Twofer Tuesday

Today I’m coming atcha with two different makeovers from one room. I guess it’s technically a bedroom, since it has a method of egress and a closet, but it really serves as more of a walk-through space for me. But I wanted a spot for a sundry niece or nephew to stay, so I stuck a daybed in there! But a naked closet and a 1980’s daybed would not do for a spot in Chez Redopalooza.

Funny story about the daybed – I was cruising Craigslist with the vague idea of buying one, when I discovered one that was listed just down the street from me. I leaped from my chair and went running out the door in my comfortable clothes (okay, they were pajamas) and hustled down the street. There I met the nicest woman and carried the daybed home with me in pieces. Later on I would discover that she is the owner of this amazing etsy shop: ReMain Eco Designs, where she sells incredible pieces made from bicycle parts. Small world!

After many nights in my chilly basement and a substantial mattress investment, the daybed is now a much more palatable and comfortable orange. And just so the closet wouldn’t feel left out, I dressed it up with some cathedral windows fabric from Joann. That was another funny story – I bought the remaining fabric on the bolt and when I got home discovered that it was EXACTLY the right size! I didn’t have to cut it once. Okay, that’s not that funny. Sue me.

Anyway, here are the afters, in all their glory!

Hope you like them! Thanks for stopping by and Happy Thanksgiving!

I linked this post up to

Who’s Your (Fry) Daddy

I mean no patriarchal disrespect when I say this, but nobody needs their daddy around anymore. Not with all the bad news out there about the evils of cholesterol and deep-frying. Oh! I meant to say nobody needs their FRY Daddy around anymore.

I’ve never been much of a deep-fryer person anyway – every time I attempt it, everything in my house (clothes for work the next day) ends up smelling like a greasy strip mall Chinese restaurant. So I didn’t have a Fry Daddy to dismantle, but somebody did and this fry basket ended up at the thrift store.

I grabbed it with a light fixture project in mind, thinking I might stick something in those holes or hang something beaded off of them. But the longer I had it, the more its industrial vibe spoke to me and I decided to go a more purist route. All it took was some spray paint (of course), tin snips, and a light kit from Cost Plus World Market.

If you insist on keeping your Fry Daddy intact, you can purchase this light fixture in my etsy shop! Hope you like it and thanks for stopping by!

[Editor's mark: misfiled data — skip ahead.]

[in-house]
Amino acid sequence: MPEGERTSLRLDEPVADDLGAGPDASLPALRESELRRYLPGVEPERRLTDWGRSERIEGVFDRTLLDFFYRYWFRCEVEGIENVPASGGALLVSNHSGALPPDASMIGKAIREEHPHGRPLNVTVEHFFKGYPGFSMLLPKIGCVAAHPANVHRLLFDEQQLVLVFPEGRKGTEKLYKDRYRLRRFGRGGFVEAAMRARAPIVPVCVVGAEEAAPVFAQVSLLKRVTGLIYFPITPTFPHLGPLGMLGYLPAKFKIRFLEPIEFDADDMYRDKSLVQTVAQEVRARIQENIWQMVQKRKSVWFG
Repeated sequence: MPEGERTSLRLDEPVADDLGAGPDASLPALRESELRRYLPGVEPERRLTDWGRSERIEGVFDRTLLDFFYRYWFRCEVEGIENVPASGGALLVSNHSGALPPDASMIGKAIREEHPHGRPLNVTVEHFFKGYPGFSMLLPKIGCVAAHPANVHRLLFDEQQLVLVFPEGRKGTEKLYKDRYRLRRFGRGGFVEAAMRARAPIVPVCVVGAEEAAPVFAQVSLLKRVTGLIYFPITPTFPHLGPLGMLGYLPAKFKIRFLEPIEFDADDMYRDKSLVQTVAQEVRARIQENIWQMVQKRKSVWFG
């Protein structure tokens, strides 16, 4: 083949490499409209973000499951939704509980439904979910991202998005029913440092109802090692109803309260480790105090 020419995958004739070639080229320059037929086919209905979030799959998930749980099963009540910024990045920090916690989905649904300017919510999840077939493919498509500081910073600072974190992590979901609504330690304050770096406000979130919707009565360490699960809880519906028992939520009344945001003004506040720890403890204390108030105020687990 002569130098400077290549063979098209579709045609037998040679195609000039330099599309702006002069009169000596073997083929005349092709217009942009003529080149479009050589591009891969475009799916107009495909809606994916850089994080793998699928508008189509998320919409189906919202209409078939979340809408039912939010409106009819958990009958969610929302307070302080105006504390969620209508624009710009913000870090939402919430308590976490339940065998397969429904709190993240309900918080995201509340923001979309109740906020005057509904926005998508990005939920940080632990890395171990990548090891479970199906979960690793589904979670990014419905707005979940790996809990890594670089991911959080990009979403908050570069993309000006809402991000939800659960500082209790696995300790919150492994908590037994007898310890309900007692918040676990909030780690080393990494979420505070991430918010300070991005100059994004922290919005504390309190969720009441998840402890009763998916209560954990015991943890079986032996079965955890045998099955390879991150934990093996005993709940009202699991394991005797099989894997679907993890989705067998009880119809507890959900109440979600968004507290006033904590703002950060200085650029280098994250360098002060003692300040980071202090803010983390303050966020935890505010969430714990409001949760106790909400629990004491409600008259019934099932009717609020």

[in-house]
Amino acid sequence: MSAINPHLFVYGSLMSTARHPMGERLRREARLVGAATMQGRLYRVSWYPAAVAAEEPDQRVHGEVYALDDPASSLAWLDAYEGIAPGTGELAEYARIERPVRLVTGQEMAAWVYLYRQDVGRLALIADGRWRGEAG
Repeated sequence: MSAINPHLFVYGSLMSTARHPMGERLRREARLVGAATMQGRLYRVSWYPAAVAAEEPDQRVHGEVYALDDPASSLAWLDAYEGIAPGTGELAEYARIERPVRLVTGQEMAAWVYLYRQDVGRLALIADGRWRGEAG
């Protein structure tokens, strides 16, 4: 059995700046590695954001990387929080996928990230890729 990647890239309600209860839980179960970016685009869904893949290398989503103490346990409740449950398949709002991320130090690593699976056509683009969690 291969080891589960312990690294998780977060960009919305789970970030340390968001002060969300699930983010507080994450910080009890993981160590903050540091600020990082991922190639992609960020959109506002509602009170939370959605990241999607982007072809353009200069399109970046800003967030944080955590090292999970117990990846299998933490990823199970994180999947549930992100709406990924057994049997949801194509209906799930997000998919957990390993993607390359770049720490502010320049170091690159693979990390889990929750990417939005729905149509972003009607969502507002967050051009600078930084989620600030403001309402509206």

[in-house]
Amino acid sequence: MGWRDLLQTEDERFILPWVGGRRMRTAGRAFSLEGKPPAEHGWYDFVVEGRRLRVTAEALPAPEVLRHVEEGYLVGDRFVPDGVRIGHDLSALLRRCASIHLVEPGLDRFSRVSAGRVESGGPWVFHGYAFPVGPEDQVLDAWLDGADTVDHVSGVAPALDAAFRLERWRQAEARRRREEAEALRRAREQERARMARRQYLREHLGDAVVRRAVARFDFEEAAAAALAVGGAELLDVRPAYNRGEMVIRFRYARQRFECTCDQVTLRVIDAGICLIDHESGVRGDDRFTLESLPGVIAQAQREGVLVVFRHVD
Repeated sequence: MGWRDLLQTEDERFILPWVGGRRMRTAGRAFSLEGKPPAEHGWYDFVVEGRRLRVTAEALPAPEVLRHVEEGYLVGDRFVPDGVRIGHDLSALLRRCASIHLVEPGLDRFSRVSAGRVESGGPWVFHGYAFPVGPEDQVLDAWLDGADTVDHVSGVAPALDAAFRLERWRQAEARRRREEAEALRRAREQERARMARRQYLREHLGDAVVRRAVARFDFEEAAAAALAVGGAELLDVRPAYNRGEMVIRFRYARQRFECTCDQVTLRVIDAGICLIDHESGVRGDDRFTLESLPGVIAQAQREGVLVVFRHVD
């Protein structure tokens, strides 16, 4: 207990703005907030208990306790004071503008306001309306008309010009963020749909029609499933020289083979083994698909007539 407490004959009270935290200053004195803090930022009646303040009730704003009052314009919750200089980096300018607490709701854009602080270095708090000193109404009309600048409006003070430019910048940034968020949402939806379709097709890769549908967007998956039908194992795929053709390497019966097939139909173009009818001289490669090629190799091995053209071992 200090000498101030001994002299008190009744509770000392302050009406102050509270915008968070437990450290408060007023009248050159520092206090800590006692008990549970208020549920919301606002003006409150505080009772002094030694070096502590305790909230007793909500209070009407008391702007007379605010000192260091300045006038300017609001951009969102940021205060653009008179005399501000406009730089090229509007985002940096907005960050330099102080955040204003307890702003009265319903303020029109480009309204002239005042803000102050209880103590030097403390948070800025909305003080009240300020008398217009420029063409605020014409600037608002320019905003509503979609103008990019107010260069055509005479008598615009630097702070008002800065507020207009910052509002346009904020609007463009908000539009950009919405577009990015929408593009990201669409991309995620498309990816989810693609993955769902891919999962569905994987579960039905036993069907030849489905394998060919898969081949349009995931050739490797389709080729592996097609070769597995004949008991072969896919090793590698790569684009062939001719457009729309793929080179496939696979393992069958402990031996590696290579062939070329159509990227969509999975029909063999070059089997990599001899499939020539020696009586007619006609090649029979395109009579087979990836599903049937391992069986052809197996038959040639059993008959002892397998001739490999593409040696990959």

I linked this project up at:

DIY Show Off


Reflections of the Past

Geez, that title probably made you think you were going to see some kind of Lifetime for Women movie, didn’t it?

Well, I’m happy to say that’s not the case (or sorry to disappoint, depending upon your feelings about Lifetime…it DOES have Project Runway going for it)!  This is a post about mirrors.  See what I did there?

I found a set of four Burwood pictures at the thrift store.  Only three of them would fit in the frame for these pictures, but rest assured, they all came out the same.  I LOVED the shape of the frames, but the finish on them was hideous, as Burwood/Syroco/Home Decorators vintage items usually is.  And the “artwork”…?  Ahem.

Can ya guess what I did?  Of course you can.  I painted them.  And, after nearly severing a digit while trying to do it myself, I had a glass shop cut some mirrors to fit and glue them in place of those sad, 70’s butterflies.  This all happened about four years ago and I still love them just as much!  I hope you like them, too.  Thanks for stopping by!

I linked this project up at

DIY Show Off


Jewelry Jail

I don’t know about you, but the last thing I need when I’m rushing out the door to work in the morning is a pointless obstacle in my way (you hear that, Bonnie and Clyde?).  That’s why I didn’t really understand the added level of “security” on this jewelry box – aren’t the drawers enough?  You need doors in front of drawers?  Was someone afraid the jewelry would escape?  The bottom drawer is reserved for the trustworthy jewelry, I guess.

I decided the doors were just for decoration, and I endeavored to add to the ambiance without upping the obstacle ante.  You KNOW there was spray paint involved, and this time I busted out my scrapbook paper stash for a little Mod Podge action on the drawer fronts.  Lastly, I added new wooden knobs where the janky old door pull (singular!) was.

This puppy got snapped up a couple days after I listed it on etsy.  I hope the buyer is independently wealthy and never has to rush out the door to work….  AND I hope she buys more stuff from my etsy shop!  🙂

Turn an end table into . . . a bed!?!